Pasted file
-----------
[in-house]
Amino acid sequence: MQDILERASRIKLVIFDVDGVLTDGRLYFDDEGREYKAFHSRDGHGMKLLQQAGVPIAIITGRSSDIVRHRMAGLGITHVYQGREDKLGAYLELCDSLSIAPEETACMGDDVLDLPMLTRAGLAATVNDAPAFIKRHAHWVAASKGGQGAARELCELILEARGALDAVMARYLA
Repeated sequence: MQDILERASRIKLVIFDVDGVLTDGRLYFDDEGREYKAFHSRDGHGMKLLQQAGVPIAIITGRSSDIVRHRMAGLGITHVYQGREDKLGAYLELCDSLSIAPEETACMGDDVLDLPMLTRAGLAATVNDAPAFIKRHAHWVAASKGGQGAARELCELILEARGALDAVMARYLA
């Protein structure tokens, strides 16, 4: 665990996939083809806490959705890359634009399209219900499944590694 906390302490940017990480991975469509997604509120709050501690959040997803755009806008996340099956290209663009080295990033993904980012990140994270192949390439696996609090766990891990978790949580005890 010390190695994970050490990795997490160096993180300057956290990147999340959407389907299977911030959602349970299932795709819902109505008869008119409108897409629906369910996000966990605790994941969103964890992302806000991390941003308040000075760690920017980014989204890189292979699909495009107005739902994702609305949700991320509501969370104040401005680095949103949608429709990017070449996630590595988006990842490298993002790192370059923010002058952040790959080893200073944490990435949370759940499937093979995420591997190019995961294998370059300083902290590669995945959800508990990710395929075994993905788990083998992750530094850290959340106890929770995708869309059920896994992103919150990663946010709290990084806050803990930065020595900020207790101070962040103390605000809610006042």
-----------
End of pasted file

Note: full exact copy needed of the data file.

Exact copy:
[in-house]
Amino acid sequence: MQDILERASRIKLVIFDVDGVLTDGRLYFDDEGREYKAFHSRDGHGMKLLQQAGVPIAIITGRSSDIVRHRMAGLGITHVYQGREDKLGAYLELCDSLSIAPEETACMGDDVLDLPMLTRAGLAATVNDAPAFIKRHAHWVAASKGGQGAARELCELILEARGALDAVMARYLA
Repeated sequence: MQDILERASRIKLVIFDVDGVLTDGRLYFDDEGREYKAFHSRDGHGMKLLQQAGVPIAIITGRSSDIVRHRMAGLGITHVYQGREDKLGAYLELCDSLSIAPEETACMGDDVLDLPMLTRAGLAATVNDAPAFIKRHAHWVAASKGGQGAARELCELILEARGALDAVMARYLA
């Protein structure tokens, strides 16, 4: 665990996939083809806490959705890359634009399209219900499944590694 906390302490940017990480991975469509997604509120709050501690959040997803755009806008996340099956290209663009080295990033993904980012990140994270192949390439696996609090766990891990978790949580005890 010390190695994970050490990795997490160096993180300057956290990147999340959407389907299977911030959602349970299932795709819902109505008869008119409108897409629906369910996000966990605790994941969103964890992302806000991390941003308040000075760690920017980014989204890189292979699909495009107005739902994702609305949700991320509501969370104040401005680095949103949608429709990017070449996630590595988006990842490298993002790192370059923010002058952040790959080893200073944490990435949370759940499937093979995420591997190019995961294998370059300083902290590669995945959800508990990710395929075994993905788990083998992750530094850290959340106890929770995708869309059920896994992103919150990663946010709290990084806050803990930065020595900020207790101070962040103390605000809610006042």